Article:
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Tuttle Publishing, Sep 1, 2001 - Gardening - 247 pages
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Learn the art of Japanese gardening with this classic, fascinating text.

The Sakuteiki, or "Records of Garden Making," was written nearly one thousand years ago. It is the oldest existing text on Japanese gardening—or any kind of gardening—in the world. In this edition of the Sakuteiki the authors provide an English-language translation of this classic work and an introduction to the cultural and historical context that led to the development of Japanese gardening. Central to this explanation is an understanding of the sacred importance of stones in Japanese culture and Japanese garden design.

Written by a Japanese court noble during the Heian period (794-1184), the Sakuteiki includes both technical advice on gardening—much of which is still followed in today's Japanese gardens—and an examination of the four central threads of allegorical meaning, which were integral features of Heian-era garden design. For those seeking inspiration to build a rock garden or just better understand the Japanese stone garden, the Sakuteiki is an enduring classic.

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Review: Sakuteiki Visions of the Japanese Garden: A Modern Translation of Japan's Gardening Classic

User Review  - Katy - Goodreads

A heavily-annotated translation of a Heian-period text on garden design. The first half of the book contains a lot of background information to put it into context, such as the typical layout of the ... Read full review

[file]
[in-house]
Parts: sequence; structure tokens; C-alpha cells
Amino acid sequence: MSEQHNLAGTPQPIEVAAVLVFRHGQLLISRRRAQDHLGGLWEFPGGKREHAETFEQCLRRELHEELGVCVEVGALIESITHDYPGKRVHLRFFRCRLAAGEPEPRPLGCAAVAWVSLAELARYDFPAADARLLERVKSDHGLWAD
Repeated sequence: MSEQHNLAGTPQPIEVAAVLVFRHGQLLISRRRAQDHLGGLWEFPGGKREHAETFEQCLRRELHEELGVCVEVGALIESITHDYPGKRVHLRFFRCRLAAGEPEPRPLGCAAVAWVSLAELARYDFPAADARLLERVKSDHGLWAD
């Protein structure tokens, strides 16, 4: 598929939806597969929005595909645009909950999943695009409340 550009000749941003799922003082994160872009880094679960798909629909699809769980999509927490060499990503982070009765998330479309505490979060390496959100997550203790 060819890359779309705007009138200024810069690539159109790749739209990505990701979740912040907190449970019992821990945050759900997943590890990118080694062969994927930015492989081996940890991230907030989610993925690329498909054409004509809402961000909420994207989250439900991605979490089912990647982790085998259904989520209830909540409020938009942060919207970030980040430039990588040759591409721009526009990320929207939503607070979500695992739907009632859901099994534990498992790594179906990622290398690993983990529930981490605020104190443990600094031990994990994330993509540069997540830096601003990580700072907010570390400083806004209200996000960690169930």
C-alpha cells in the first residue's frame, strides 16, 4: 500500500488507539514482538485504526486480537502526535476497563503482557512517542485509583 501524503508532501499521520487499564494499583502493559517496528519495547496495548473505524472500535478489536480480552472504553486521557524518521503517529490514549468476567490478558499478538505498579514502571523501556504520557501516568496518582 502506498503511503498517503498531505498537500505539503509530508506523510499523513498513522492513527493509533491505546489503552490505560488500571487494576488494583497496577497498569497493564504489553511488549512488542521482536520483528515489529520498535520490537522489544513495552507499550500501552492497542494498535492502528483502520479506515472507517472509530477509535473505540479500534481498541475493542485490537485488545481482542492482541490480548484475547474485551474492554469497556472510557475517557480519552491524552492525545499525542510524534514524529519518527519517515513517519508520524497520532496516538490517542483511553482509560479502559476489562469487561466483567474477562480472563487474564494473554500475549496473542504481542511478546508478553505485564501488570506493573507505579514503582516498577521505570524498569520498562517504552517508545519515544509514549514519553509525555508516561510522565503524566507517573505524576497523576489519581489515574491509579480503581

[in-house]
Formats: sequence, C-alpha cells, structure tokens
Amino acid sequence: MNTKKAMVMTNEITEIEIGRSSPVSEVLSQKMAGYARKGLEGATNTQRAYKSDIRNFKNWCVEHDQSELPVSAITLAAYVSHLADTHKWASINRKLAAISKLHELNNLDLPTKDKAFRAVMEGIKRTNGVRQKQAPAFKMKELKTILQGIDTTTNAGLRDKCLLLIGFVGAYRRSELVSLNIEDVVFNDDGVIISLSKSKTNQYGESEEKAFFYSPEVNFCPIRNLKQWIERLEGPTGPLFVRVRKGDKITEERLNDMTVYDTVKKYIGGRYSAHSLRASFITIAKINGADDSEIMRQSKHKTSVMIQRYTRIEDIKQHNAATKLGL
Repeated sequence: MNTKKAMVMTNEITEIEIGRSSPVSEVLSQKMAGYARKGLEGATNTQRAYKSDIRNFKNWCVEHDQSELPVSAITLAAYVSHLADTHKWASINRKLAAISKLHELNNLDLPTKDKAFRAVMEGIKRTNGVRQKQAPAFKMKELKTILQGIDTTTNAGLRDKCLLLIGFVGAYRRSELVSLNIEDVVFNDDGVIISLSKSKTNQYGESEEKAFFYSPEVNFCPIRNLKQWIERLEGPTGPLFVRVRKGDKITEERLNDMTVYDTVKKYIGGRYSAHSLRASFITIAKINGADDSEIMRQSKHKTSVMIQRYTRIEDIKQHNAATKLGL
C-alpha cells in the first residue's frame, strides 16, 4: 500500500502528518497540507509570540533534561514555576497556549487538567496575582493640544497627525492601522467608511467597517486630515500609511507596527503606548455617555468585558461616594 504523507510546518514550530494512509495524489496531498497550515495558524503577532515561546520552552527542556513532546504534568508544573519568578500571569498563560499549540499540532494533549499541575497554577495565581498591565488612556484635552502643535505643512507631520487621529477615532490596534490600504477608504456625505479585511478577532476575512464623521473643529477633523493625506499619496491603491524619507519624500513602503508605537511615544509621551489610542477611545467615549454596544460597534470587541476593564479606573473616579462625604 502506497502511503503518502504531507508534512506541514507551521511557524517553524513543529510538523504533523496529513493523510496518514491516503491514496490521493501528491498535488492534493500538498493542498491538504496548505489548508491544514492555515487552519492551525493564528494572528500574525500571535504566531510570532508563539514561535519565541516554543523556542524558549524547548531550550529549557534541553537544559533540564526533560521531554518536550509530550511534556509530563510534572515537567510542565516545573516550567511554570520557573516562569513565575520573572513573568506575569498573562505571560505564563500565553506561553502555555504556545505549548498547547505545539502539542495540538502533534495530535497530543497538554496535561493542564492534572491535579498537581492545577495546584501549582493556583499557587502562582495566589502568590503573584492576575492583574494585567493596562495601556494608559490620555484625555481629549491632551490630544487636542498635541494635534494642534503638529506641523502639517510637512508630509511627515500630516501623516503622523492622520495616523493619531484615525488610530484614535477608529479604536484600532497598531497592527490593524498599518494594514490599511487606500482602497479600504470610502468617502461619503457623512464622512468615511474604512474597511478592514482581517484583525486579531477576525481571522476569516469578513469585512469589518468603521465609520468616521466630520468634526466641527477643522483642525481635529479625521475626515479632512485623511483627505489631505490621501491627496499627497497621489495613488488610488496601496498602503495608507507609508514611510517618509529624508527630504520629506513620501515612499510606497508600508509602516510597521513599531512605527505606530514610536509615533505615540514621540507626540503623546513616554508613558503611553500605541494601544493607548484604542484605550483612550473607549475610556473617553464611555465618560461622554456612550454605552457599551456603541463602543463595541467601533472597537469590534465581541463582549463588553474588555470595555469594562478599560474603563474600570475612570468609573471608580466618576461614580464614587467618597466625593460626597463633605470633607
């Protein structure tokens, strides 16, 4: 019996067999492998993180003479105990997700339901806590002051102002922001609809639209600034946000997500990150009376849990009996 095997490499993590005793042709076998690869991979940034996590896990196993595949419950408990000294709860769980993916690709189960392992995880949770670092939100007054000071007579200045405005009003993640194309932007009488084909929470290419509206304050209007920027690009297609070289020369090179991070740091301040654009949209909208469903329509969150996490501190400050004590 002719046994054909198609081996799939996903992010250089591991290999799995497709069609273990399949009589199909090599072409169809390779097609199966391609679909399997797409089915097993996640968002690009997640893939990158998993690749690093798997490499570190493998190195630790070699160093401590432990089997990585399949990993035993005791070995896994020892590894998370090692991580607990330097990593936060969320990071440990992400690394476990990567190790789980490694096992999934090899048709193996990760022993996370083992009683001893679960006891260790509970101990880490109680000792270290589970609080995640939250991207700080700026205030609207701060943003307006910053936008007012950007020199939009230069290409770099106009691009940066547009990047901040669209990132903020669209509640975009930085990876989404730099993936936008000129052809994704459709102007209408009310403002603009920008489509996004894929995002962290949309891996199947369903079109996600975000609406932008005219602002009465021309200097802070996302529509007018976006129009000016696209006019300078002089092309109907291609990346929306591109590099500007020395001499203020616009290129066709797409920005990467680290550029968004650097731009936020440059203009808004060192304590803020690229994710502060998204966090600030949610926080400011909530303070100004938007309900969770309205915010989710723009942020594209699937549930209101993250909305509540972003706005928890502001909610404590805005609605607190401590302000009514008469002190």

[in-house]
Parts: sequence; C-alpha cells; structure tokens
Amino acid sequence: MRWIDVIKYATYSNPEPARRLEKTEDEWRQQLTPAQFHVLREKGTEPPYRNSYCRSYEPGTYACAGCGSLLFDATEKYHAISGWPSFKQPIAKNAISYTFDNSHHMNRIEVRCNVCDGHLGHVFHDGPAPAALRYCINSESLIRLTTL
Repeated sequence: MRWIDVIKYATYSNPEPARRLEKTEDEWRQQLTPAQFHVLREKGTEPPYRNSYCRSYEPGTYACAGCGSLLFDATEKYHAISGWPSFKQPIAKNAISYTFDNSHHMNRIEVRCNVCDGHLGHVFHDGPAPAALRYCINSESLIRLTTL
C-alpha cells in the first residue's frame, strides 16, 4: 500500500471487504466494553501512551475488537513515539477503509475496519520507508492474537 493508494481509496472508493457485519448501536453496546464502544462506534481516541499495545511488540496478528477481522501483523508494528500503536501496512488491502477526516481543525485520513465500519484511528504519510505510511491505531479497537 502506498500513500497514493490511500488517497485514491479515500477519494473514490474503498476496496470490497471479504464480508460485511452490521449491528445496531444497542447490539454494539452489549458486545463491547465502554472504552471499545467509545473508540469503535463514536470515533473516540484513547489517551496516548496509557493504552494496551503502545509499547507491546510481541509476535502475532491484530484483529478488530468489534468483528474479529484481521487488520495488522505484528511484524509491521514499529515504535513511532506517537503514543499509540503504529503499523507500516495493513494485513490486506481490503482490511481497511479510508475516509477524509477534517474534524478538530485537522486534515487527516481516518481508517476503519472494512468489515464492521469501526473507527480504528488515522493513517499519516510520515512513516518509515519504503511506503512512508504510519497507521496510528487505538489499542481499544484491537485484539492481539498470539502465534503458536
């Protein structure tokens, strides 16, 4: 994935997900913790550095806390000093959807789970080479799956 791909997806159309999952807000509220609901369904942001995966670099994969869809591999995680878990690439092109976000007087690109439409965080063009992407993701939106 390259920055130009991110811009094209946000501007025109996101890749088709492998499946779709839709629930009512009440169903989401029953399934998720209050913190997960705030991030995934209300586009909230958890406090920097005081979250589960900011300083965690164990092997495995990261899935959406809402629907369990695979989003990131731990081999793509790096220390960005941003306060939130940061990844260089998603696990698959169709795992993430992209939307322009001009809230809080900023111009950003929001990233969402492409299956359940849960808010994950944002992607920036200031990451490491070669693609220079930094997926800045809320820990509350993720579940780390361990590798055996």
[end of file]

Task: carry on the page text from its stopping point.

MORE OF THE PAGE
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About the author (2001)

Jiro Takei, professor emeritus of the Kyoto College of Art, taught a course on the Sakuteiki for many years. Throughout his long and distinguished career, he has been deeply involved in the study of Japanese gardens, as the Chairman of the Japanese Garden Academic Society (Nihon Teien Gakkai), regional chief of the Gardening Academic Society (Zoen Gakkai), and chief researcher of the Research Center for Japanese Garden Art (Nihon Teien Kenkyu Senta).

Marc P. Keane, a licensed landscape architect and garden designer, came to Japan in 1985, and since then has been creating and building gardens for companies, temples, and private individuals. He teaches a design workshop as an adjunct professor at the Kyoto University of Art and Design, and is a staff member of the Research Center for Japanese Garden Art there. He is also the Chairman of ISSK, International Society to Save Kyoto, a multi-national society working to preserve Kyoto's natural environment. He has traveled and lectured widely on traditional and classical approaches to Japanese garden design and landscaping. He lives in Kyoto where he owns a landscape architectural firm.

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